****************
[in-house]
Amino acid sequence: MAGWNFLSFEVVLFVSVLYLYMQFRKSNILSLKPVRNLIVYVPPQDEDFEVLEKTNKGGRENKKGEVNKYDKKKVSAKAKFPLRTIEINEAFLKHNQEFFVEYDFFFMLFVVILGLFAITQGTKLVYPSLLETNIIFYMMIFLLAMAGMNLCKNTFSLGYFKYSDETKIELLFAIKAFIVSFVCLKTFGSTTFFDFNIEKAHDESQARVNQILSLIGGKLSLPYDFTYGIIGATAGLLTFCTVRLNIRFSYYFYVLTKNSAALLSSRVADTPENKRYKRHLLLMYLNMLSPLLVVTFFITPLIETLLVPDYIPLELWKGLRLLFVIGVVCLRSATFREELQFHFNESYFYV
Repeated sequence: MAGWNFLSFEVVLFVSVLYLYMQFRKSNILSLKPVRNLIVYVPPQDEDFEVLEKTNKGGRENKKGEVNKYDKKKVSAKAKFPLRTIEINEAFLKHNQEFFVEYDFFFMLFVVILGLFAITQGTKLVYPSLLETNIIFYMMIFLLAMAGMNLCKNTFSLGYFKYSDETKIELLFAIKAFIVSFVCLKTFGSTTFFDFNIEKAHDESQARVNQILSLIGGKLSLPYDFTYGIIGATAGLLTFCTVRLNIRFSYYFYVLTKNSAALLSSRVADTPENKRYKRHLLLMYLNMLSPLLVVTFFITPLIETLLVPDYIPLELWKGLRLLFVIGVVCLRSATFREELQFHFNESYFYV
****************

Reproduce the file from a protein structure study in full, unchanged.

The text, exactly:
[in-house]
Amino acid sequence: MAGWNFLSFEVVLFVSVLYLYMQFRKSNILSLKPVRNLIVYVPPQDEDFEVLEKTNKGGRENKKGEVNKYDKKKVSAKAKFPLRTIEINEAFLKHNQEFFVEYDFFFMLFVVILGLFAITQGTKLVYPSLLETNIIFYMMIFLLAMAGMNLCKNTFSLGYFKYSDETKIELLFAIKAFIVSFVCLKTFGSTTFFDFNIEKAHDESQARVNQILSLIGGKLSLPYDFTYGIIGATAGLLTFCTVRLNIRFSYYFYVLTKNSAALLSSRVADTPENKRYKRHLLLMYLNMLSPLLVVTFFITPLIETLLVPDYIPLELWKGLRLLFVIGVVCLRSATFREELQFHFNESYFYV
Repeated sequence: MAGWNFLSFEVVLFVSVLYLYMQFRKSNILSLKPVRNLIVYVPPQDEDFEVLEKTNKGGRENKKGEVNKYDKKKVSAKAKFPLRTIEINEAFLKHNQEFFVEYDFFFMLFVVILGLFAITQGTKLVYPSLLETNIIFYMMIFLLAMAGMNLCKNTFSLGYFKYSDETKIELLFAIKAFIVSFVCLKTFGSTTFFDFNIEKAHDESQARVNQILSLIGGKLSLPYDFTYGIIGATAGLLTFCTVRLNIRFSYYFYVLTKNSAALLSSRVADTPENKRYKRHLLLMYLNMLSPLLVVTFFITPLIETLLVPDYIPLELWKGLRLLFVIGVVCLRSATFREELQFHFNESYFYV